And thrum reverberate, loud dynamic gale.
    Stout deep-thrust pistons lunge and flash disport
    As mastadonic mighty tusks agleam;
    Grim arc-bent turbine giant whirrs retort,
    And gasps propulsing, force-gyved record dream.

    The proud leviathanic courser bowls
    Like flank-gored steed in all-out pounding race;
    Though wireless tocsin sparked on ether tolls,
    To brand Cain's curse-mark on her curbless face.
    To-day she spurns yeast-spouting aftermath,
    Displays spun heels of frolic rainbowed scorn;
    Next sun will scan surprised, abandoned path
    With flotsam pride and jetsam glories mourn.

    Bare anguished Nations! Bow and shameless pour
    With reason palled, and voices numb your tears;
    Ten thousand shattered homes struck mourning sore
    To aching yearn through cloud-filled blighted years!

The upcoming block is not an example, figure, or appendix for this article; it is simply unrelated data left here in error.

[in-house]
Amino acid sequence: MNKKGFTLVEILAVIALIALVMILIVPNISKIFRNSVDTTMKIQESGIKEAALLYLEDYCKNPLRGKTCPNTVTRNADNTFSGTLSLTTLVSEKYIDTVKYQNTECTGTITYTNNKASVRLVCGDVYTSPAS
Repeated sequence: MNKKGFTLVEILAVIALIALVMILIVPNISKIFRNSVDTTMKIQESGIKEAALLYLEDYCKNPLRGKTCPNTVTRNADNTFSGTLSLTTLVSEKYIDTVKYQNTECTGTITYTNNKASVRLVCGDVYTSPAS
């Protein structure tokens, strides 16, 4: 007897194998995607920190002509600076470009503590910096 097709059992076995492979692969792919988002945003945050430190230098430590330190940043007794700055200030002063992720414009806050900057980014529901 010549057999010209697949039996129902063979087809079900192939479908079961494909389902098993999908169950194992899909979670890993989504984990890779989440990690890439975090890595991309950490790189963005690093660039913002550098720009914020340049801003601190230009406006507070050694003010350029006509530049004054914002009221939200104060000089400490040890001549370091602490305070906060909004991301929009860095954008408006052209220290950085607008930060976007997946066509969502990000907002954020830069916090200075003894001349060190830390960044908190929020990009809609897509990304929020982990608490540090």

Implore, prayer heeding, Heaven's All-loving Love,
    Distil celestial balm, shed peace for pain;
    At length in non-sea realms - which nought can move-
    Mend every rift, weld every wreck-rent chain.

    Mors janua vitæ.

    My first record of Christopher Thomas Nixon is from 1904, when he advertised himself as “Professor Nixon” and claimed to be able to heal all manner of illnesses, much like other charlatans of his time. He practised in St Kilda, Victoria. In 1905 his wife petitioned for divorce, on the grounds that he had run off with another woman. In court, Nixon was identified as a minister of religion, phrenologist and hydrotherapist. Mrs Nixon’s petition was granted. A few years later, Nixon was active in Adelaide, advertising himself as a “Medical Herbalist and Rational Healer”. This continued until shortly before his death on 2 October 1933. His several small booklets of verse date from the early years of the 20th century and include The Passing of the Titanic, The Lay of Austral and a verse version of the story of the prodigal son. Nixon was buried in the Mitcham General Cemetery in an unmarked grave. Here's a mug shot, suitable for such a crook.